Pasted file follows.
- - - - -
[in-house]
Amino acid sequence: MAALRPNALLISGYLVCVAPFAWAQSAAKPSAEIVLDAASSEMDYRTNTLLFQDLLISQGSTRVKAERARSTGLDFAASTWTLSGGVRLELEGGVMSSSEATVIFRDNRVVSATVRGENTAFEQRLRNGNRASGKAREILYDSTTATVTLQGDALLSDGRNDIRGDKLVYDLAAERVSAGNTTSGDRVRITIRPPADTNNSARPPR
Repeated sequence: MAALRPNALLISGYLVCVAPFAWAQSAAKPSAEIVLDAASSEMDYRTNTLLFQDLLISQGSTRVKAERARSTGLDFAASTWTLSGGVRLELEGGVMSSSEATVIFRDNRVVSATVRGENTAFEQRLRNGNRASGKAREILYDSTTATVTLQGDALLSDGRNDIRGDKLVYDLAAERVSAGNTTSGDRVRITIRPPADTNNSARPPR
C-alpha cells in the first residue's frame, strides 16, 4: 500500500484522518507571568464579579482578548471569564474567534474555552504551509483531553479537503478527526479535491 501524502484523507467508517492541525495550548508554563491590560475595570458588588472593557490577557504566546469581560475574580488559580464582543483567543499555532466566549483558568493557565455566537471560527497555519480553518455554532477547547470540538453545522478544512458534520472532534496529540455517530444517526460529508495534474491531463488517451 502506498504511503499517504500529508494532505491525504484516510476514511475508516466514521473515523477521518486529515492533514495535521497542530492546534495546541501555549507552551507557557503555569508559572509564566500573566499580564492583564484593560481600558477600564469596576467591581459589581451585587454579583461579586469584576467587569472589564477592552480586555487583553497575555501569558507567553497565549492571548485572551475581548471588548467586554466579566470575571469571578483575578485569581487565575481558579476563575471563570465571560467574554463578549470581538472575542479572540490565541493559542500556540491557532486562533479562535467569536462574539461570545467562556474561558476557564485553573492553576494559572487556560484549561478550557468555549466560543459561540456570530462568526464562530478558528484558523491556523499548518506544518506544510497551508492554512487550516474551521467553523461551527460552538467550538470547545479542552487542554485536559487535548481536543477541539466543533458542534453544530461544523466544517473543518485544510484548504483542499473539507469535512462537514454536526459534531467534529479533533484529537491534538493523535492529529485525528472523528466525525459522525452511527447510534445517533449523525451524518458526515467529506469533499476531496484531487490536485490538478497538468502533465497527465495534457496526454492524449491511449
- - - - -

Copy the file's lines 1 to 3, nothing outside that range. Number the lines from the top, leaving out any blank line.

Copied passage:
[in-house]
Amino acid sequence: MAALRPNALLISGYLVCVAPFAWAQSAAKPSAEIVLDAASSEMDYRTNTLLFQDLLISQGSTRVKAERARSTGLDFAASTWTLSGGVRLELEGGVMSSSEATVIFRDNRVVSATVRGENTAFEQRLRNGNRASGKAREILYDSTTATVTLQGDALLSDGRNDIRGDKLVYDLAAERVSAGNTTSGDRVRITIRPPADTNNSARPPR
Repeated sequence: MAALRPNALLISGYLVCVAPFAWAQSAAKPSAEIVLDAASSEMDYRTNTLLFQDLLISQGSTRVKAERARSTGLDFAASTWTLSGGVRLELEGGVMSSSEATVIFRDNRVVSATVRGENTAFEQRLRNGNRASGKAREILYDSTTATVTLQGDALLSDGRNDIRGDKLVYDLAAERVSAGNTTSGDRVRITIRPPADTNNSARPPR